James – Paul is one of my favourite songwriters and so I enjoyed having to think about song structures.
Was there anything challenging about the collaborative process?
Paul – We were both very busy juggling projects so there was a time pressure, but in many ways that limitation proved helpful in terms of having to be creatively decisive and not being able to second guess. Also we did a fair amount of remote working so sometimes I wasn’t sure if I might have taken a track too far, but I think in general our tastes aligned and progress was swift.
James, did you stick to writing the strings and Paul the beats, vocals etc. – or was there equal input for all instruments and parts from both of you?
James – Definitely my starting point for composing was to write for strings. Four of the tracks on EP1 started life as short string sketches and then rapidly evolved into something completely different.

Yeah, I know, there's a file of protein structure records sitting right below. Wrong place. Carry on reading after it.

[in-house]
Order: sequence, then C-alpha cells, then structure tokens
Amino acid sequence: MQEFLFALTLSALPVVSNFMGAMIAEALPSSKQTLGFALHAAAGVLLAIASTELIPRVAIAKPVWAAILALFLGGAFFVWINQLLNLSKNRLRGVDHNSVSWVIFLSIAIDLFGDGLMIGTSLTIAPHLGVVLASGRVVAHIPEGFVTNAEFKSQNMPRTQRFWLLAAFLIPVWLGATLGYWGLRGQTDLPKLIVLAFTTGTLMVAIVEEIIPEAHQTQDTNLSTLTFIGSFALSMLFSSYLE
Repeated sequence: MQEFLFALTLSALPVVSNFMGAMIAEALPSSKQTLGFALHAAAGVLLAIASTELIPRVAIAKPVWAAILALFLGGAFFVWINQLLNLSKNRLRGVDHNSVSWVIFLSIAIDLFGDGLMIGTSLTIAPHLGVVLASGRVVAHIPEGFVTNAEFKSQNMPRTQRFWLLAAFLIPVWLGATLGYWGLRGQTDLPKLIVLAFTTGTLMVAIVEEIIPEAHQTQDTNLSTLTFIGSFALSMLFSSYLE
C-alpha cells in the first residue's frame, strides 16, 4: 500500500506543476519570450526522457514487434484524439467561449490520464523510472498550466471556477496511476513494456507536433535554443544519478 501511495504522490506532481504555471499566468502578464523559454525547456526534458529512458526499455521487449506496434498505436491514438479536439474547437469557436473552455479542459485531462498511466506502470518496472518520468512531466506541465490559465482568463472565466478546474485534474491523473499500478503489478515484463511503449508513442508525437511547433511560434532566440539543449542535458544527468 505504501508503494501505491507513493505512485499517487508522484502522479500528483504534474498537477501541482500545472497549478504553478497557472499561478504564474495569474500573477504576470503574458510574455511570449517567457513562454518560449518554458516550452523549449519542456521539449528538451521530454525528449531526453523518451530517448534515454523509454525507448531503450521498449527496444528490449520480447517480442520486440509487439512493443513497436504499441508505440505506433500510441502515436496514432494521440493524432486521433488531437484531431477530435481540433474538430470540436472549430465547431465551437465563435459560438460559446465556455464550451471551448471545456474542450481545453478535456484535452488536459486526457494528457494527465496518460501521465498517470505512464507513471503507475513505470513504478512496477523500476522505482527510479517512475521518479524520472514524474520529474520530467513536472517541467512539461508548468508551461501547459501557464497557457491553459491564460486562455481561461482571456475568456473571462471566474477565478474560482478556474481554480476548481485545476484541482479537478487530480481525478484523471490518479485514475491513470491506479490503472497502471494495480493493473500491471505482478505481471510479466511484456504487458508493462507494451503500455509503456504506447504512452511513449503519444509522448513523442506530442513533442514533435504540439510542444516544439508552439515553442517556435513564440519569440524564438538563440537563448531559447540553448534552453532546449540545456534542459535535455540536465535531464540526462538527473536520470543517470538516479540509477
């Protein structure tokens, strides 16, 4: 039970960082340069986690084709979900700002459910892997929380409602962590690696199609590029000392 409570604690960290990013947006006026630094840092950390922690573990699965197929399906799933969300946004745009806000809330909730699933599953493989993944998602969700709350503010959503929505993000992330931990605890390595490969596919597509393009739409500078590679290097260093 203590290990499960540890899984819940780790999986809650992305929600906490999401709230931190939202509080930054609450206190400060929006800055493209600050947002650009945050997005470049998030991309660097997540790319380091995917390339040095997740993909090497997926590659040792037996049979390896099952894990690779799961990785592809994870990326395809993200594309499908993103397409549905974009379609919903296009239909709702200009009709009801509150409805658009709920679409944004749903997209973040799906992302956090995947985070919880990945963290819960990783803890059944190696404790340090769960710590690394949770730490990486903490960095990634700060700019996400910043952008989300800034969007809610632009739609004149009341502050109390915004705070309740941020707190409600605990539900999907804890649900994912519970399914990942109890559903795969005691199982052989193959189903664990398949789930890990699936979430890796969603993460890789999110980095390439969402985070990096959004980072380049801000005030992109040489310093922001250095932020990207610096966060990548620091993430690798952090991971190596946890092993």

Paul – A strings sketch was often the starting point whether chordal or melodic. In building from those points I may have caused James some frustration at times by singing string lines that were completely impractical, but I think that bore some interesting harmonic results, and he’s a very good player so it worked.
James – An important element of writing together has been the editing process. We would get together and record lots of ideas and then spend time reflecting and editing the results.
Paul – I agree, beyond the practical ‘who played what’ I think the overall main point of collaboration was the merging of two sets of tastes and influences.
Is there a song/piece in particular that stands out as a fond memory of the process? And how so?
James – I have fond memories of recording the piece ‘Foundation’. It was the first piece we recorded and so felt exciting and fresh. The beginning of a new musical adventure.
Paul – I think the most excited I got was making the beat on ‘Hold Us Down’ , it just felt outrageous, but also, so right. James said he was quite shocked when he first heard it, but I think quickly grew to love it. For me, those moments of musical worlds colliding have always been the most enjoyable.